When an investment opportunity carries a moniker like junk bonds, it's pretty obvious there's going to be a catch. The catch in this instance is a risk of default, meaning there's a good chance the companies issuing the junk bonds may fail to make interest payments or repay the loan when it matures. Because of the risks, junk bonds offer higher interest rates to investors, which translate to higher returns, or yields. For that reason, they are also called high-yield bonds in more polite circles. Who decides if they are junk? The services that offer bond ratings, the big two being Standard & Poor's and Moody's Investors Services. (Junk bonds carry ratings below triple-B, or speculative-grade ratings.) Companies' debt may be considered junk-bond status for a variety of reasons, such as if the firms have weak balance sheets or if they are very small and in speculative industries. So, what should you do with all this junk? Many advisers suggest individual investors should avoid buying directly into junk bonds because of the risk that they'll lose big. A safer way to play the junk market is to buy a mutual fund that focuses on junk bonds.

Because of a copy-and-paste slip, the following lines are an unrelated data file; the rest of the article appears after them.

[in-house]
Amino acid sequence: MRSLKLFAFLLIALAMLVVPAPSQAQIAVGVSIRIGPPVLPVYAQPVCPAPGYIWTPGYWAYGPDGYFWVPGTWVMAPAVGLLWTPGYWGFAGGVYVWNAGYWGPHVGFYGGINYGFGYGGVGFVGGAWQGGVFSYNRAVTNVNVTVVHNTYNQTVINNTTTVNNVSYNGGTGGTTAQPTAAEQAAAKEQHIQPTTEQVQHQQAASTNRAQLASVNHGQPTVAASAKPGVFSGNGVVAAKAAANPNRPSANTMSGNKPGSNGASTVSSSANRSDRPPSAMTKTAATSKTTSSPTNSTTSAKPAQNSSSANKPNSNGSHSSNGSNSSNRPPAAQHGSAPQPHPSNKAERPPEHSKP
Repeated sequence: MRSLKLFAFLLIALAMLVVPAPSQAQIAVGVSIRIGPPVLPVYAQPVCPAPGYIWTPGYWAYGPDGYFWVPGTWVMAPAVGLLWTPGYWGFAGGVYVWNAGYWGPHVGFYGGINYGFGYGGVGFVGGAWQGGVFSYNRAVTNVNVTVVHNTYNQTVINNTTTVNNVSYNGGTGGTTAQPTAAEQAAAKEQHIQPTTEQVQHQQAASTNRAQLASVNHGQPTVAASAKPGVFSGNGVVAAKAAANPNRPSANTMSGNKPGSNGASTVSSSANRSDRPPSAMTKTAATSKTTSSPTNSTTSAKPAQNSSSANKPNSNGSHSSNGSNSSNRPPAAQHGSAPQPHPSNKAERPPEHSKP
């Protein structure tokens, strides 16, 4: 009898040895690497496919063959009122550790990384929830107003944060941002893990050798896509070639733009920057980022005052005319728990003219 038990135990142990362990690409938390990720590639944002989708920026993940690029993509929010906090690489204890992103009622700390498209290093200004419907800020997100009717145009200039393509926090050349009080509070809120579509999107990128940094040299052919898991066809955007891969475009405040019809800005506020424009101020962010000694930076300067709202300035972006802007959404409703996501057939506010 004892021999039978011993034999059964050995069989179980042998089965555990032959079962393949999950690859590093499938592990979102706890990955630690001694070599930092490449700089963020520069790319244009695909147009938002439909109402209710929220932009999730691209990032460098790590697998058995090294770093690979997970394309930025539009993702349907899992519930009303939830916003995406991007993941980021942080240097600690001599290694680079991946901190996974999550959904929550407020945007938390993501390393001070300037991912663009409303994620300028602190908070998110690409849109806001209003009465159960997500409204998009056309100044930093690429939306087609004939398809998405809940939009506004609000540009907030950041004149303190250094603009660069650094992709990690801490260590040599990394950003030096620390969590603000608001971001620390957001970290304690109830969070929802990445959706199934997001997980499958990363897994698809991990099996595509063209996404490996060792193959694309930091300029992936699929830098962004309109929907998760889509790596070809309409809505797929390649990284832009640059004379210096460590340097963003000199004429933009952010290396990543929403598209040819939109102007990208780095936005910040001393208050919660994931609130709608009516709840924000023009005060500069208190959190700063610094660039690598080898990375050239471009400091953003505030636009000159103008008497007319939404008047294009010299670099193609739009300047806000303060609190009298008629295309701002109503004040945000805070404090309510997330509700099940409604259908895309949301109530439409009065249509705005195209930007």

It's true, junk bonds carry big risks, but when they pay off they can offer big rewards. TheStreet.com scours through the junkyard to bring you the latest news and developments in the junk bond arena. For investors bold and/or curious, check out these articles. Dealing With Junk in the Trunk Hopeful on High-Yield Bonds Junk Bonds' Strength Belies Balance Sheets High Tide for High Yield Coupon Clippers Eye High-Yield Funds